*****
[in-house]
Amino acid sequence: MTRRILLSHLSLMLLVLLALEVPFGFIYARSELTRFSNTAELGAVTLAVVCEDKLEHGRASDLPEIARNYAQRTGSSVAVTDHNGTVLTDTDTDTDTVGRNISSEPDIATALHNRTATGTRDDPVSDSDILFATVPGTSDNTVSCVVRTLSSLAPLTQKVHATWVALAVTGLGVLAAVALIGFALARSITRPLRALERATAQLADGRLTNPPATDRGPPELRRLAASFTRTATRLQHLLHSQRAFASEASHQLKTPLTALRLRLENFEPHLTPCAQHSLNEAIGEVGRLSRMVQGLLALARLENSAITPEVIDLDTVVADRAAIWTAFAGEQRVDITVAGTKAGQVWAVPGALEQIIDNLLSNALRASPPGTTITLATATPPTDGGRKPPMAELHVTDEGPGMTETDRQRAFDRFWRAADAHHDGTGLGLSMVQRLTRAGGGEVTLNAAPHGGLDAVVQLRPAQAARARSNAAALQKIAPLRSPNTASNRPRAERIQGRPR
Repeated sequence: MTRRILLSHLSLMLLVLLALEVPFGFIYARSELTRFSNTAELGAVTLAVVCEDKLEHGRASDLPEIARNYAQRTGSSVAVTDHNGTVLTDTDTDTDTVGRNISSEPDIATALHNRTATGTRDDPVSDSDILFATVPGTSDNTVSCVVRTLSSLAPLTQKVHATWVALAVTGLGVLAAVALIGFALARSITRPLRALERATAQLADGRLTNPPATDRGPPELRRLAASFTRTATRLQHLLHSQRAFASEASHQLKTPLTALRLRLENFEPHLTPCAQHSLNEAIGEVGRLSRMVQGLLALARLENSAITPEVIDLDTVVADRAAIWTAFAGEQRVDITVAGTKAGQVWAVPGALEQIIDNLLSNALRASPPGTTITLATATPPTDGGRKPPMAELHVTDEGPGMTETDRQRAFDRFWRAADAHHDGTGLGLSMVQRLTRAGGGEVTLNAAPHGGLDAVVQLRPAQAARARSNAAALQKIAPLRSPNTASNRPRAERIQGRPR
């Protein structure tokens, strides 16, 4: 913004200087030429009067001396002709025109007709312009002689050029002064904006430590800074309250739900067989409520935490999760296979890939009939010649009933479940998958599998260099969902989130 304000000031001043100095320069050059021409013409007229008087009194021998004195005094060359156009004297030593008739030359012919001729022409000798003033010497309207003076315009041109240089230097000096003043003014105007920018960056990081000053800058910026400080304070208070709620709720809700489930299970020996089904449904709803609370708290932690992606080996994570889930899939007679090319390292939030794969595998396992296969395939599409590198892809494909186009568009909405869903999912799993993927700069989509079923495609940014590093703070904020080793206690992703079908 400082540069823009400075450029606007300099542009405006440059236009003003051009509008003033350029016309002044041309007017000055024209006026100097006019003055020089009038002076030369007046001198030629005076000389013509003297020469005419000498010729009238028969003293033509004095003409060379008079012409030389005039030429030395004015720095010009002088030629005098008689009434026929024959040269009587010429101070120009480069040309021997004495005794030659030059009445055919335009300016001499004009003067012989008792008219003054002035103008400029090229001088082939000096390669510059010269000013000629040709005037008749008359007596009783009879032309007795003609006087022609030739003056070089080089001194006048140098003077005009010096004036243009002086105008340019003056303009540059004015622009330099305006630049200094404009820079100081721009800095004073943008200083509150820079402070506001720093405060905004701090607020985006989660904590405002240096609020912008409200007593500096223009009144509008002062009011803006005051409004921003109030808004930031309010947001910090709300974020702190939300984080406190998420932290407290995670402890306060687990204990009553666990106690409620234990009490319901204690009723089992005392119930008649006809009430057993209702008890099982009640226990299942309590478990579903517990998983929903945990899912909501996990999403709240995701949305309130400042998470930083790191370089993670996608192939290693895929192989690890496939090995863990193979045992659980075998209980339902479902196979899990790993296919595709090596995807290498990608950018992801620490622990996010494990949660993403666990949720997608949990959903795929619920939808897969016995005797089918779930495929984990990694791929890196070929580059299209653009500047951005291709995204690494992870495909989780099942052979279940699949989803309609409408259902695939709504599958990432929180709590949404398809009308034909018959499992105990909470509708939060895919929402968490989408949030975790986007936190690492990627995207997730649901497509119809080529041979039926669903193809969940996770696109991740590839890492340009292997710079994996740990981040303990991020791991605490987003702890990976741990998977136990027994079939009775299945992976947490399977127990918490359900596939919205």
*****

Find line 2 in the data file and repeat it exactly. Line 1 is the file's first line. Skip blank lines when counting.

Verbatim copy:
Amino acid sequence: MTRRILLSHLSLMLLVLLALEVPFGFIYARSELTRFSNTAELGAVTLAVVCEDKLEHGRASDLPEIARNYAQRTGSSVAVTDHNGTVLTDTDTDTDTVGRNISSEPDIATALHNRTATGTRDDPVSDSDILFATVPGTSDNTVSCVVRTLSSLAPLTQKVHATWVALAVTGLGVLAAVALIGFALARSITRPLRALERATAQLADGRLTNPPATDRGPPELRRLAASFTRTATRLQHLLHSQRAFASEASHQLKTPLTALRLRLENFEPHLTPCAQHSLNEAIGEVGRLSRMVQGLLALARLENSAITPEVIDLDTVVADRAAIWTAFAGEQRVDITVAGTKAGQVWAVPGALEQIIDNLLSNALRASPPGTTITLATATPPTDGGRKPPMAELHVTDEGPGMTETDRQRAFDRFWRAADAHHDGTGLGLSMVQRLTRAGGGEVTLNAAPHGGLDAVVQLRPAQAARARSNAAALQKIAPLRSPNTASNRPRAERIQGRPR